Why Sales Contest Fail – Forgetting Your Have Junior and Senior Reps

You may be thinking because you have both senior and junior sales people on your team, a qualification target system like this will not work in your situation.  It’s true that your top producers should have to stretch to reach higher targets than those who are new to the team however, the system can still work.  All you need is a handicapping system so that qualification is fair for everyone.  In fact, you probably already have such a system.  It’s called a sales quota. 

Quota is a Great Handicap System

If your sales quotas are already adjusted based on territory opportunity, experience or previous sales results, then all you have to do is make qualification a percentage of quota.  For example, everyone who reaches 110 percent of their quota wins.  If your quotas are the same for everyone, then perhaps your sales contest doesn’t need to be handicapped in the first place. 

Your Can Reward Sales Activities Too

If you believe your contest must be handicapped to account for the different experience levels on your team, be creative.  Your contest can be based on actual sales for your senior reps, and on the daily sales activities required to generate sales for your junior reps. You can set targets for a certain number of prospecting calls or fact finding appointments within a given time frame, or you can set a specified number of new customers a sales person needs to acquire as a qualification. 

Remember, where there’s a will, there’s a way. Having sales reps with different experience levels is simply not a valid reason why sales contests fail.

Why Sales Contests Fail – Mistake #2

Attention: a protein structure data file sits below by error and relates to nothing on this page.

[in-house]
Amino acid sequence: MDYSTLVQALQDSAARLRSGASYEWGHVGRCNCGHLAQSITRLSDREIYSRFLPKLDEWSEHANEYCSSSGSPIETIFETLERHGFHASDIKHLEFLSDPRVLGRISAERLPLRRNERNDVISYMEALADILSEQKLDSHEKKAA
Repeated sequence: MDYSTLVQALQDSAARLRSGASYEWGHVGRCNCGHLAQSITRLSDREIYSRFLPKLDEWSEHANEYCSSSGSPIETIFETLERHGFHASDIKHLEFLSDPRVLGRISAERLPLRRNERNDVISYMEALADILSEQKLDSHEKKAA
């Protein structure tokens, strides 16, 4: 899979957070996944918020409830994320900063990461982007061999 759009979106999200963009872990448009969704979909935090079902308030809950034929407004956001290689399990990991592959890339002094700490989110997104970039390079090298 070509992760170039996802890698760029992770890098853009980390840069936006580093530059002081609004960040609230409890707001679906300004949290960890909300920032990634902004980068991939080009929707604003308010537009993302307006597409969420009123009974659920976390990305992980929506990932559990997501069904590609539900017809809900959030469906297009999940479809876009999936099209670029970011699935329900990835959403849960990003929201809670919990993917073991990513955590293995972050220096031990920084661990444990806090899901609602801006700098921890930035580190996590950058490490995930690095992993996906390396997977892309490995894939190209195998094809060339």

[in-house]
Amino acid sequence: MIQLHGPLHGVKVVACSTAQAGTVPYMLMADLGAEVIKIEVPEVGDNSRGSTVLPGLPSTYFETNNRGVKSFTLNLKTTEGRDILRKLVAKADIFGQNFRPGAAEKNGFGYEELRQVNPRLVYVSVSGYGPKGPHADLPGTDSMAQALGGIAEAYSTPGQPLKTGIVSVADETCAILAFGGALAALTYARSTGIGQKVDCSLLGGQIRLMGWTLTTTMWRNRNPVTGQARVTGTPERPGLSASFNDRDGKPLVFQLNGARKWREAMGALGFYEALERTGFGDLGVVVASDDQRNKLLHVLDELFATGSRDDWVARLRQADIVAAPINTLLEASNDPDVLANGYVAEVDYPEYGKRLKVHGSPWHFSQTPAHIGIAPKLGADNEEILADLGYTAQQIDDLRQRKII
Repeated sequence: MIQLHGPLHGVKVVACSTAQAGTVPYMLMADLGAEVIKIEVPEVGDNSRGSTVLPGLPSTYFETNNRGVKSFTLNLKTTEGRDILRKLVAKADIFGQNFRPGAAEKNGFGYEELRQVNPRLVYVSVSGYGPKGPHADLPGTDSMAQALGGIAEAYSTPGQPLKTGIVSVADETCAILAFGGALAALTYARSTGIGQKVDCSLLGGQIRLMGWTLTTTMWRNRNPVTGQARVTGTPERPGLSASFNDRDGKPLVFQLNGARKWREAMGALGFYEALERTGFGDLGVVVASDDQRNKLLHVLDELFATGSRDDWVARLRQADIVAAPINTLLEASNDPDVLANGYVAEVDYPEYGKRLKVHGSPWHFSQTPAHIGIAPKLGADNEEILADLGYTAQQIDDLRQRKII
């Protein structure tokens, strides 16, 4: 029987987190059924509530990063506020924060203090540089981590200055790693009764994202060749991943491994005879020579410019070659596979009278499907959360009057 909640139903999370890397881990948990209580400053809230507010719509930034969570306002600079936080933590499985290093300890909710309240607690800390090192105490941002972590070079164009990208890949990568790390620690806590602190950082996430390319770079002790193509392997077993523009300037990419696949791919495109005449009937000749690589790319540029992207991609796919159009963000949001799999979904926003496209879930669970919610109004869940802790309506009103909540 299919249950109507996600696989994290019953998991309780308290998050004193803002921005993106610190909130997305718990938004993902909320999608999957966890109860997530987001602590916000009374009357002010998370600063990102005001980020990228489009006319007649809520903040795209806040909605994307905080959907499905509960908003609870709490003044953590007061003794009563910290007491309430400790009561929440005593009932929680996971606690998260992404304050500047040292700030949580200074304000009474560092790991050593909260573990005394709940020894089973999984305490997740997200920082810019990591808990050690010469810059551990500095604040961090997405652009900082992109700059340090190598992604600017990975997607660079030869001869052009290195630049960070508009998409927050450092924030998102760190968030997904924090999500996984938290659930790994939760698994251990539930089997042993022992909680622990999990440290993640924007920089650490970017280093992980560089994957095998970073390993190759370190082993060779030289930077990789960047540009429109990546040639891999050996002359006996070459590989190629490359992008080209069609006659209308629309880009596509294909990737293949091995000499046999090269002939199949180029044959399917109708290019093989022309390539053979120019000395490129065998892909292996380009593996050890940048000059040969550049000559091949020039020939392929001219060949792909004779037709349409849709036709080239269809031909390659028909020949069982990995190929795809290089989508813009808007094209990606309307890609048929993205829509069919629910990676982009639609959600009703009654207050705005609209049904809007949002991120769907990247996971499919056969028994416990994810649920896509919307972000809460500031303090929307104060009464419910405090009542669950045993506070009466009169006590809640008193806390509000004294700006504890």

The second biggest reason why sales contests fail is because sales managers when creating sales contests are not setting the bar high enough.  They actually lose money when a prize is awarded.  The goal is to make the qualification targets high enough that the sales representatives have to stretch to reach them, yet low enough that they are both attainable and profitable.

In other words, if you don’t make sure you have set the qualification bar high enough for you to realize your desired profit, net of all variable expenses, including the cost of goods, sales commissions and the incentive prize, then your sales contest will fail.

How to Fix This to Make Your Sales Contest Better

It is worth noting at this point, there is no prize too outrageous or too expensive to offer the winners.  Whatever the cost, you just need to plan properly to ensure that you receive the right amount of sales required to earn it.  You must factor in the appropriate profit to make the prize cost effective.  The Sales Contest Target Quota Calculation Worksheet is the automated sales management tool, Sales Contest Target Quota Calculation Tool I created to help you do that.

In the example shown below, the sales contest prize costs $100,000 per representative.  The cost, however, is completely irrelevant as long as the increase in sales produced justifies the expense.  If the sales target is set high enough to pay the cost of the prize as well as the cost of the goods sold and the resulting commissions, the contest will be profitable.  In this case, if the incremental sales generated is higher than the breakeven sales level of $312,500, the contest will have been worth while.

Why Sales Contest Fail - Sales Contest Target Quota Calculation Worksheet from B2B Sales Connections